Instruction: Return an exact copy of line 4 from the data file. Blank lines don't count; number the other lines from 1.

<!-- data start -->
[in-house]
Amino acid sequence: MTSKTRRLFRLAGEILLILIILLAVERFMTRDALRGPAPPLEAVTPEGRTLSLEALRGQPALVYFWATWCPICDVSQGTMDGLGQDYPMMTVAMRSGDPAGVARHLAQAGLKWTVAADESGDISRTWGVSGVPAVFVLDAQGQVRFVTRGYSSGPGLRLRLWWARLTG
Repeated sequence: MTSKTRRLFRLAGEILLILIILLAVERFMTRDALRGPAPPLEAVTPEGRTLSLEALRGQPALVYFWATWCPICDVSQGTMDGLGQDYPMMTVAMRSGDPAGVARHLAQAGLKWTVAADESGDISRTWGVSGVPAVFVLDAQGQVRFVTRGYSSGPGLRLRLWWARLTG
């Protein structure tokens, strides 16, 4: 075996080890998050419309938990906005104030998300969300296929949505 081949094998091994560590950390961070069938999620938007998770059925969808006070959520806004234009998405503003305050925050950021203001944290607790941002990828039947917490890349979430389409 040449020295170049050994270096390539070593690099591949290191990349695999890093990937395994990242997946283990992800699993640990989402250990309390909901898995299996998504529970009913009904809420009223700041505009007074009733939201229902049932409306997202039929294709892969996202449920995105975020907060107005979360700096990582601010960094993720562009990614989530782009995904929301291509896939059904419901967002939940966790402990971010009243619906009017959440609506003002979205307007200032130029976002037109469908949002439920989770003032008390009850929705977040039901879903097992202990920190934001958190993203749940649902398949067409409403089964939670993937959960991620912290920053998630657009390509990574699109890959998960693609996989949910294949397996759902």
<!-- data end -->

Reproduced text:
């Protein structure tokens, strides 16, 4: 075996080890998050419309938990906005104030998300969300296929949505 081949094998091994560590950390961070069938999620938007998770059925969808006070959520806004234009998405503003305050925050950021203001944290607790941002990828039947917490890349979430389409 040449020295170049050994270096390539070593690099591949290191990349695999890093990937395994990242997946283990992800699993640990989402250990309390909901898995299996998504529970009913009904809420009223700041505009007074009733939201229902049932409306997202039929294709892969996202449920995105975020907060107005979360700096990582601010960094993720562009990614989530782009995904929301291509896939059904419901967002939940966790402990971010009243619906009017959440609506003002979205307007200032130029976002037109469908949002439920989770003032008390009850929705977040039901879903097992202990920190934001958190993203749940649902398949067409409403089964939670993937959960991620912290920053998630657009390509990574699109890959998960693609996989949910294949397996759902």